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Was this author beaten with the Baltimore Catechism as a child? Oh boy……..I am so very thankful I downloaded this book when it was free. If I had paid money for it, even 99 cents, I would have been ticked off. With that said, I persevered to the end, hoping with each ‘turn’ of the page it would improve. It did not. I could have ignored the grammatical errors if the plot was interesting but it was not. It was silly.

I can’t begin to count the amount of times I had a vision of Flip Wilson, in drag as Geraldine, announcing “Whoa! The devil made me do it, honey!”
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With the Catholic Church as the background, this book opens in a very chilling manner.

I was glued to this book from page one.

If you like white knuckle suspenseful reads, you do not want to miss this book.

I saw that a few people commented that this book is written in the present tense. It is but I don’t think it in any ways detracts from the meat of this story.

Eerie, suspenseful and fast paced the author takes us down a twisting and turning road.

There’s a lot of action and a plot that will have you reflecting long after you are done reading.

Definitely recommend this book.
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I seldom post a negative review, but I will not read a book by Sam Jane Brown again. I wanted to read an entertaining mystery, not a book with an obvious, poorly written religious agenda. I kept reading hoping the book would get better but this was truly a disappointing read.
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As I read this book, I was anxious to see how it would end. I was often confused as to what was going on. I felt no fear as I was reading about demons. I was also very disappointed in the ending. I'm a Christian but don't believe the same as the author about the end times.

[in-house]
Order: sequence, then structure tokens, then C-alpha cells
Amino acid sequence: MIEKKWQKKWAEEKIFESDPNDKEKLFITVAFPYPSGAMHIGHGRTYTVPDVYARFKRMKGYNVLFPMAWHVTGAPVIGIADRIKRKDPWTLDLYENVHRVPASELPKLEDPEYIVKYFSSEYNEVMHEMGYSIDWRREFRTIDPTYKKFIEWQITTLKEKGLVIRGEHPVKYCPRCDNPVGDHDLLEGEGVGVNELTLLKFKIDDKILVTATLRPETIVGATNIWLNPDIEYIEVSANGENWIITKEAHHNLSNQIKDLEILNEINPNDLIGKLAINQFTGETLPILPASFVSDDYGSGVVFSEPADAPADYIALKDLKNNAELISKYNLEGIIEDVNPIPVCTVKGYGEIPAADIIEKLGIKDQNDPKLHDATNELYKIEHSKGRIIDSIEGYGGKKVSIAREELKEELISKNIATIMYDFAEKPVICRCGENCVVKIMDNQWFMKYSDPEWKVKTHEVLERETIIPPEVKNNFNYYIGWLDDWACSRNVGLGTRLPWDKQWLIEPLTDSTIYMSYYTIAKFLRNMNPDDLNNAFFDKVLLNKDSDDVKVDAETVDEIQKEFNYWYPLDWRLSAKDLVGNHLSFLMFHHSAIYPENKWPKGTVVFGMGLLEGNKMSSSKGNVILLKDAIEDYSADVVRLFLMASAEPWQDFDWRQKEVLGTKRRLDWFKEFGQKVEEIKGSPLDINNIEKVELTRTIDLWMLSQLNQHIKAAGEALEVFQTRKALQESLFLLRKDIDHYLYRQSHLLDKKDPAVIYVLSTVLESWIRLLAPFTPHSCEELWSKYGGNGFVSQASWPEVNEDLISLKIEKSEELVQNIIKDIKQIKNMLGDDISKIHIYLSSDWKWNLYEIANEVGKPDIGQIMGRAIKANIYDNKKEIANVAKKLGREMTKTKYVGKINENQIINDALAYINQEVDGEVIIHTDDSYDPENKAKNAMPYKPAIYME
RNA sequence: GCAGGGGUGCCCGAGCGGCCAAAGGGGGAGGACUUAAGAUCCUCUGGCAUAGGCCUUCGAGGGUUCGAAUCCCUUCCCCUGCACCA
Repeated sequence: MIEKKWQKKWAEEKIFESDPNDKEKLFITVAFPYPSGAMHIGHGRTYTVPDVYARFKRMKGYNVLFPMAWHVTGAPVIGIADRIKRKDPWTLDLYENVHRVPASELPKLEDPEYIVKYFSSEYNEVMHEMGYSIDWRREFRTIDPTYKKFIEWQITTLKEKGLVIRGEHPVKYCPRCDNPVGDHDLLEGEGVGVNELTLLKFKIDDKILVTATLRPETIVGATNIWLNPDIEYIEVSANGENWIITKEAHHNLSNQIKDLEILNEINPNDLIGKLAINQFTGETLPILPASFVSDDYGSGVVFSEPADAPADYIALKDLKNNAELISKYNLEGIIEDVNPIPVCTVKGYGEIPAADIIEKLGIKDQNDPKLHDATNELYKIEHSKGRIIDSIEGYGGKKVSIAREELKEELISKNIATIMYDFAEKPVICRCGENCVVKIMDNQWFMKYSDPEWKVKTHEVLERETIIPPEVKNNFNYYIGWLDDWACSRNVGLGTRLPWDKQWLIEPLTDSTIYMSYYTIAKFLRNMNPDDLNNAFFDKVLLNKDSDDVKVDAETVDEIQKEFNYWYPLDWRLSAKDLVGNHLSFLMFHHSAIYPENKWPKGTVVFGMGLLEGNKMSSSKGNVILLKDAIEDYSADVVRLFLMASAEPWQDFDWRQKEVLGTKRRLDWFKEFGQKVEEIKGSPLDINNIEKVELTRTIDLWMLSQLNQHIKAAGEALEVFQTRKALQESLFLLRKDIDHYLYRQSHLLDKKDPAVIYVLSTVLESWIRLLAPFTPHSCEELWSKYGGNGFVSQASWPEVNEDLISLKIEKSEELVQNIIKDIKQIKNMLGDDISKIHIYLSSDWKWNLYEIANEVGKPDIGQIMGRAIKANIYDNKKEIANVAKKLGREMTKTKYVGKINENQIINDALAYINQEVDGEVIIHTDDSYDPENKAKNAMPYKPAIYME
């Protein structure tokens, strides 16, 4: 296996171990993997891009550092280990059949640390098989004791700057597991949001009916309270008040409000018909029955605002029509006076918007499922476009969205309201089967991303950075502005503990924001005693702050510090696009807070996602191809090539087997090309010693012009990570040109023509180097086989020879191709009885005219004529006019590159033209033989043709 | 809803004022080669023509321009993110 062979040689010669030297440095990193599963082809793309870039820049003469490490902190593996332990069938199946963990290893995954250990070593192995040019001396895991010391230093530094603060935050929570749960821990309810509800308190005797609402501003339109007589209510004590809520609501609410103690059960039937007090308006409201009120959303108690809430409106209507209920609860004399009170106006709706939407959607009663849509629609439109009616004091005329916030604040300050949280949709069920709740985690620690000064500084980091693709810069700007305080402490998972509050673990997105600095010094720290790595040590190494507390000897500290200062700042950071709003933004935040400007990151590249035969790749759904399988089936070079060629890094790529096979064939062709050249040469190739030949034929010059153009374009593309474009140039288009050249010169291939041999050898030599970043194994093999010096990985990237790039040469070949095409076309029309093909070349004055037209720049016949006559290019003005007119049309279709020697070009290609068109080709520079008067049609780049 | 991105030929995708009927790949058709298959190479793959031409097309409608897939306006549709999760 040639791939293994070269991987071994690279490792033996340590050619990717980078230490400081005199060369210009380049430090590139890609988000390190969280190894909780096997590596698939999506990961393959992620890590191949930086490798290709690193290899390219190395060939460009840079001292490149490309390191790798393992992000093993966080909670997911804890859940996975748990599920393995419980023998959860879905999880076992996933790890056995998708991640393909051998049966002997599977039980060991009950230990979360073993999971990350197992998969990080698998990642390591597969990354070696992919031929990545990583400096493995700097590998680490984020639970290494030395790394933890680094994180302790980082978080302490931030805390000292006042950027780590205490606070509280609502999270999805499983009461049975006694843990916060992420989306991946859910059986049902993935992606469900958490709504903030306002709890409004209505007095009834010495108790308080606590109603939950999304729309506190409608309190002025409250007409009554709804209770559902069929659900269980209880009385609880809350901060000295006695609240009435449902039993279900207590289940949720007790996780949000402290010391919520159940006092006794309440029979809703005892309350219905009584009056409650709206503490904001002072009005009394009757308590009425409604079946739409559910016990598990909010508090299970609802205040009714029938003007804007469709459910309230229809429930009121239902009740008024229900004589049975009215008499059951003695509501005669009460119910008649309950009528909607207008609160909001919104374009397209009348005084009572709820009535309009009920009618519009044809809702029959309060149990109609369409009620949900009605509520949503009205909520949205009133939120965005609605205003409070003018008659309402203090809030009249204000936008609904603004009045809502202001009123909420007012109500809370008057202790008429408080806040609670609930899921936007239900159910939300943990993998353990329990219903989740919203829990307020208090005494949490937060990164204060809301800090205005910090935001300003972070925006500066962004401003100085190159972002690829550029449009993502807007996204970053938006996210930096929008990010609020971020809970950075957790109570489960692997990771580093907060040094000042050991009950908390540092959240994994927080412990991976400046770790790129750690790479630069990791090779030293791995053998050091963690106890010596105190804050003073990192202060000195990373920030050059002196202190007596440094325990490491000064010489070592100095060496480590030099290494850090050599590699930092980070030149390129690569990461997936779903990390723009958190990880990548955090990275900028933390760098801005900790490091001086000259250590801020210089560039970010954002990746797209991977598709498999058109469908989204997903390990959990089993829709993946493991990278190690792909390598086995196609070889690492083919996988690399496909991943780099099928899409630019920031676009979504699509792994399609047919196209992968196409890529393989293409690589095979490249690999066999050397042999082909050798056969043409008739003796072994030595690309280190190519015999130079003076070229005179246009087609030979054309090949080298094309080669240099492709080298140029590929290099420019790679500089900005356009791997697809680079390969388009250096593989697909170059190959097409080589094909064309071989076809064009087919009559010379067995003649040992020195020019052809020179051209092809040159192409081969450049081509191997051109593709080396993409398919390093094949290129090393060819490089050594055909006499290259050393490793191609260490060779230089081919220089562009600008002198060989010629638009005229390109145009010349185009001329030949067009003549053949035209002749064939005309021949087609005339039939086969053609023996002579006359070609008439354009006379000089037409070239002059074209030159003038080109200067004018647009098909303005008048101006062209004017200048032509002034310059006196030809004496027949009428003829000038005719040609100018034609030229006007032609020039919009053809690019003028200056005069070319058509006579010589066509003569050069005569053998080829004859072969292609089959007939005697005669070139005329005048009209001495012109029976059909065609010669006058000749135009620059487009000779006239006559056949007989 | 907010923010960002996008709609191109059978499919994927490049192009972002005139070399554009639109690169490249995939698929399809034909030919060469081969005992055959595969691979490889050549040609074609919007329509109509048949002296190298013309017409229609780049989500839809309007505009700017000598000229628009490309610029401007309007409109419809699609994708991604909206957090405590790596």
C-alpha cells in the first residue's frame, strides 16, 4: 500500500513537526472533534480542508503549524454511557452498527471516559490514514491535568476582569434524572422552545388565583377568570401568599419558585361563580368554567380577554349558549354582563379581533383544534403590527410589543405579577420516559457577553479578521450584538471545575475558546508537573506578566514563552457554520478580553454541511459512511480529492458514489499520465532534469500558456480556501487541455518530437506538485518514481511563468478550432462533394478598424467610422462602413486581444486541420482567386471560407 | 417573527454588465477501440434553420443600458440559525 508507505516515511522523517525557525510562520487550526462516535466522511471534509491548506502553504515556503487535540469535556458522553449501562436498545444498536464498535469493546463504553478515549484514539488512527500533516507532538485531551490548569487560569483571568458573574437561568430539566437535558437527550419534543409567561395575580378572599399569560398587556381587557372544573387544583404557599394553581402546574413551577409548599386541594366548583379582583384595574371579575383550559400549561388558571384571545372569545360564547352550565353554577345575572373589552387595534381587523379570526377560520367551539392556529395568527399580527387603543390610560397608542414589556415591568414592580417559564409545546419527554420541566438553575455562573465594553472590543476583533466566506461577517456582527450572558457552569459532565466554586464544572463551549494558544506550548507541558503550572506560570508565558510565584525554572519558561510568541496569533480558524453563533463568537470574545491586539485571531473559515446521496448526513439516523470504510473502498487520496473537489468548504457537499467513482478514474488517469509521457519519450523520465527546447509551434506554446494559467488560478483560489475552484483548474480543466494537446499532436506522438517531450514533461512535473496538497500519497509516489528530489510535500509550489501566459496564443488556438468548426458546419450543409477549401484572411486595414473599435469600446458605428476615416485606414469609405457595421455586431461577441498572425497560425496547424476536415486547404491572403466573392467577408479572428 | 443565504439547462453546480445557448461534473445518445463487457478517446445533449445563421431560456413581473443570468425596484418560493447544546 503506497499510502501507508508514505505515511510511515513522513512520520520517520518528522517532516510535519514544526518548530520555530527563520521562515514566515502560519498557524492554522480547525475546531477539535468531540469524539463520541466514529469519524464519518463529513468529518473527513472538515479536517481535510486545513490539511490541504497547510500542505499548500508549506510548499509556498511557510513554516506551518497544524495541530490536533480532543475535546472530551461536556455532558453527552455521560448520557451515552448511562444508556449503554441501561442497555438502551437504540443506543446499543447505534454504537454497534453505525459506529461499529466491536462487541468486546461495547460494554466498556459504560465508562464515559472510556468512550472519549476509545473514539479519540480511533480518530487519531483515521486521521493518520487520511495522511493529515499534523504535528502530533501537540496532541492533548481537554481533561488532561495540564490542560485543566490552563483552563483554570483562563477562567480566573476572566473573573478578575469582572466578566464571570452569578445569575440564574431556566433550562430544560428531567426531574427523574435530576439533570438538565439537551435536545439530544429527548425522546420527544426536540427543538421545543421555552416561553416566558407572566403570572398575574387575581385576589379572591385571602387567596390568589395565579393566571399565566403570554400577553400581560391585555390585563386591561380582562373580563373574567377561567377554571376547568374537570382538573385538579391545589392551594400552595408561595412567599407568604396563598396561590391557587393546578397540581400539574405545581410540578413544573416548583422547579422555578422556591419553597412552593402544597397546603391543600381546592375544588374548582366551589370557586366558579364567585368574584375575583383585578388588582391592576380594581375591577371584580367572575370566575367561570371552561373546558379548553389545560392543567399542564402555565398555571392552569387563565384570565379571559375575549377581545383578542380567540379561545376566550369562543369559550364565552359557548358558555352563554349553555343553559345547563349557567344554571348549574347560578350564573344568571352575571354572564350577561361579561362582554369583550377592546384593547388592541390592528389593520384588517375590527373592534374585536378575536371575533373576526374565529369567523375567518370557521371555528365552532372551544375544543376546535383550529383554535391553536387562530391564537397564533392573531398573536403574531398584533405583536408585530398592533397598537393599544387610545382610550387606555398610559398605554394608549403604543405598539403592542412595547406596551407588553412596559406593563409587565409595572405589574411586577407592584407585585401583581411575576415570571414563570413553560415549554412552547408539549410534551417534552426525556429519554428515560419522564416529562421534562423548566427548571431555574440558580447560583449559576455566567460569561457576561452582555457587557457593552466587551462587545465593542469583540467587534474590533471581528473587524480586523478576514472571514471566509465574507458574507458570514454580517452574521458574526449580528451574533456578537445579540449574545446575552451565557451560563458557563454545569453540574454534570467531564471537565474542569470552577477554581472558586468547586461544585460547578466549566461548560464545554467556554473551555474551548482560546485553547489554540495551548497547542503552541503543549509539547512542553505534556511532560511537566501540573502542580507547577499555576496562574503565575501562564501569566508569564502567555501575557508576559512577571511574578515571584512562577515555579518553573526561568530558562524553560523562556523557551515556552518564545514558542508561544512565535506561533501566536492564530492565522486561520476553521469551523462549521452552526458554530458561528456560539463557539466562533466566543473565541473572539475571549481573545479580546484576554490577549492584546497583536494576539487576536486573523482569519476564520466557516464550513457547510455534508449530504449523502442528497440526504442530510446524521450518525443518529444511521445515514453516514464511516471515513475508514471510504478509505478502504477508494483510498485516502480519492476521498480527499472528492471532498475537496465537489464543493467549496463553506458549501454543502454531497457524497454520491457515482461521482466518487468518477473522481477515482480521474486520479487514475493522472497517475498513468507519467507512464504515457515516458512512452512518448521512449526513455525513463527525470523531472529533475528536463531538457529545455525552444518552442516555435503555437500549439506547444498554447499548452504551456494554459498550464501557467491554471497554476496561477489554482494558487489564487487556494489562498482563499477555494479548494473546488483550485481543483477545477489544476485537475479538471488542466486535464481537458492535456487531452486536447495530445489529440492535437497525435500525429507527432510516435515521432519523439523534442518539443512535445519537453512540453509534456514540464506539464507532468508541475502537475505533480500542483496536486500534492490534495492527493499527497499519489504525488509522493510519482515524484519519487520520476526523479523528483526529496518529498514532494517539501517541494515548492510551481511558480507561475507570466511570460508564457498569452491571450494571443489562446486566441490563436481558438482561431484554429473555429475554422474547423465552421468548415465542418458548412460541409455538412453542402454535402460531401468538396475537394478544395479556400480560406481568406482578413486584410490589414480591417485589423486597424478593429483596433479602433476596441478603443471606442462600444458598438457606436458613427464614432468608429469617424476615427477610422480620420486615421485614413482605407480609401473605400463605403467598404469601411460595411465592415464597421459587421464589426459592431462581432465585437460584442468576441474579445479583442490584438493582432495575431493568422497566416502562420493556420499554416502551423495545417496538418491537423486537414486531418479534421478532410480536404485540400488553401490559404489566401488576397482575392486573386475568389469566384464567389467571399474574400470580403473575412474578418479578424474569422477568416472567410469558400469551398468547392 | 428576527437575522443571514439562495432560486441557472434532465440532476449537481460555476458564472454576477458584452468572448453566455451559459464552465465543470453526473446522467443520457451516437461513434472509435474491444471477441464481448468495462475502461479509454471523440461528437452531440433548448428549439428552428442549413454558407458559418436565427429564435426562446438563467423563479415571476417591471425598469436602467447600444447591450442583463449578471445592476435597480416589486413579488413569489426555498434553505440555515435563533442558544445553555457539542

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As my title states, If Stephen King or Dan Brown had written this, this book could have been phenomenal. All the bones of a gripping, engrossing story are here, it's just there's no muscle, no flesh, and certainly no heart or vital organs to breathe life into this book. I read another review that stated this book could not make up its mind: Am I an adventure? A romance? A philosophical analysis? A police story? It's a bit of all of these, I suppose. But that's not a good thing. There's all these loose ends -- basically the bones which lead to nowhere.

The plot itself has potential, with the Vatican being infiltrated by Satanists. Their reach extends as far as New York. For reasons I don't particularly understand, an Irish cop named Zena becomes involved in a Vatican investigation regarding a priest's violent murder. And then she's off to New York. The dialog is as flat as month-old soda. The descriptions are paltry and vague and nearly non-existent. It is absolutely frustrating! A book should bring characters and places to life. Zena eventually has this dark angel (one of satan's) actually following her around, and her reaction is just not believable at all. She's just so okay with it. Rituals, sacrifices. Yes, she's "upset", but that's about it. Upset just doesn't cut it.

Finally, I have to agree with all of the reviews that complain about sentence structure/verb tense. In this book, the verb tense is the strangest I have ever seen. It is jarring and pulls you right out of the novel, trying to figure out if you read it right. At first I chalked it up to, 'Well, maybe the author is a non-native English speaker'. That doesn't really make sense though, because a great deal of the text is properly written. The sentences that are bizarre often involve the verb Stand.